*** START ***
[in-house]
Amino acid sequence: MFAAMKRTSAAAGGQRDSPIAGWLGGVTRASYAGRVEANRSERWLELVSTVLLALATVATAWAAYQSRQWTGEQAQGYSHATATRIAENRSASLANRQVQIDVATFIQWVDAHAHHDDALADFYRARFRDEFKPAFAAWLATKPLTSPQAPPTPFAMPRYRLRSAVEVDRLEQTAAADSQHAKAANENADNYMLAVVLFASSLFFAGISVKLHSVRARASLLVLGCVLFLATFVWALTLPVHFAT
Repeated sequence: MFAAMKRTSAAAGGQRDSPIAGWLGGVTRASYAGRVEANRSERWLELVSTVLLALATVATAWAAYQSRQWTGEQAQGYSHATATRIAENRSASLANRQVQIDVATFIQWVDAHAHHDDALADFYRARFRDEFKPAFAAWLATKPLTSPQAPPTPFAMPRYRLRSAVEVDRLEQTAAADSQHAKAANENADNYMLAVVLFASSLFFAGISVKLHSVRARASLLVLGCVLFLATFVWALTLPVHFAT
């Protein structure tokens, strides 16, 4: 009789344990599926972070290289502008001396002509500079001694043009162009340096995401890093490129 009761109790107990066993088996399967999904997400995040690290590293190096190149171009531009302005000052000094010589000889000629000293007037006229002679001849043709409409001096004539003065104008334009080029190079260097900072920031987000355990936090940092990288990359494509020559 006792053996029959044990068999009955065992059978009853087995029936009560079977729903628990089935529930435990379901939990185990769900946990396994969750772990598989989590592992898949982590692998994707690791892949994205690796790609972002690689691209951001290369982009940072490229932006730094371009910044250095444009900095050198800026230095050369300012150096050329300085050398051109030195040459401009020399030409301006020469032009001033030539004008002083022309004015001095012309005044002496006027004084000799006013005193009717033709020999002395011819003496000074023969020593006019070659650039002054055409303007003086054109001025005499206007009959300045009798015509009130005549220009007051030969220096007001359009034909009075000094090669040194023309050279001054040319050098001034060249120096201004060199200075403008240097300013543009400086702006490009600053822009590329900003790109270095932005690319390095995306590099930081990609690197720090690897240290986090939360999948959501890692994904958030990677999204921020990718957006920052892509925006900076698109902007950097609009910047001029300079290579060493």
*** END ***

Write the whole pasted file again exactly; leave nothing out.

[in-house]
Amino acid sequence: MFAAMKRTSAAAGGQRDSPIAGWLGGVTRASYAGRVEANRSERWLELVSTVLLALATVATAWAAYQSRQWTGEQAQGYSHATATRIAENRSASLANRQVQIDVATFIQWVDAHAHHDDALADFYRARFRDEFKPAFAAWLATKPLTSPQAPPTPFAMPRYRLRSAVEVDRLEQTAAADSQHAKAANENADNYMLAVVLFASSLFFAGISVKLHSVRARASLLVLGCVLFLATFVWALTLPVHFAT
Repeated sequence: MFAAMKRTSAAAGGQRDSPIAGWLGGVTRASYAGRVEANRSERWLELVSTVLLALATVATAWAAYQSRQWTGEQAQGYSHATATRIAENRSASLANRQVQIDVATFIQWVDAHAHHDDALADFYRARFRDEFKPAFAAWLATKPLTSPQAPPTPFAMPRYRLRSAVEVDRLEQTAAADSQHAKAANENADNYMLAVVLFASSLFFAGISVKLHSVRARASLLVLGCVLFLATFVWALTLPVHFAT
């Protein structure tokens, strides 16, 4: 009789344990599926972070290289502008001396002509500079001694043009162009340096995401890093490129 009761109790107990066993088996399967999904997400995040690290590293190096190149171009531009302005000052000094010589000889000629000293007037006229002679001849043709409409001096004539003065104008334009080029190079260097900072920031987000355990936090940092990288990359494509020559 006792053996029959044990068999009955065992059978009853087995029936009560079977729903628990089935529930435990379901939990185990769900946990396994969750772990598989989590592992898949982590692998994707690791892949994205690796790609972002690689691209951001290369982009940072490229932006730094371009910044250095444009900095050198800026230095050369300012150096050329300085050398051109030195040459401009020399030409301006020469032009001033030539004008002083022309004015001095012309005044002496006027004084000799006013005193009717033709020999002395011819003496000074023969020593006019070659650039002054055409303007003086054109001025005499206007009959300045009798015509009130005549220009007051030969220096007001359009034909009075000094090669040194023309050279001054040319050098001034060249120096201004060199200075403008240097300013543009400086702006490009600053822009590329900003790109270095932005690319390095995306590099930081990609690197720090690897240290986090939360999948959501890692994904958030990677999204921020990718957006920052892509925006900076698109902007950097609009910047001029300079290579060493």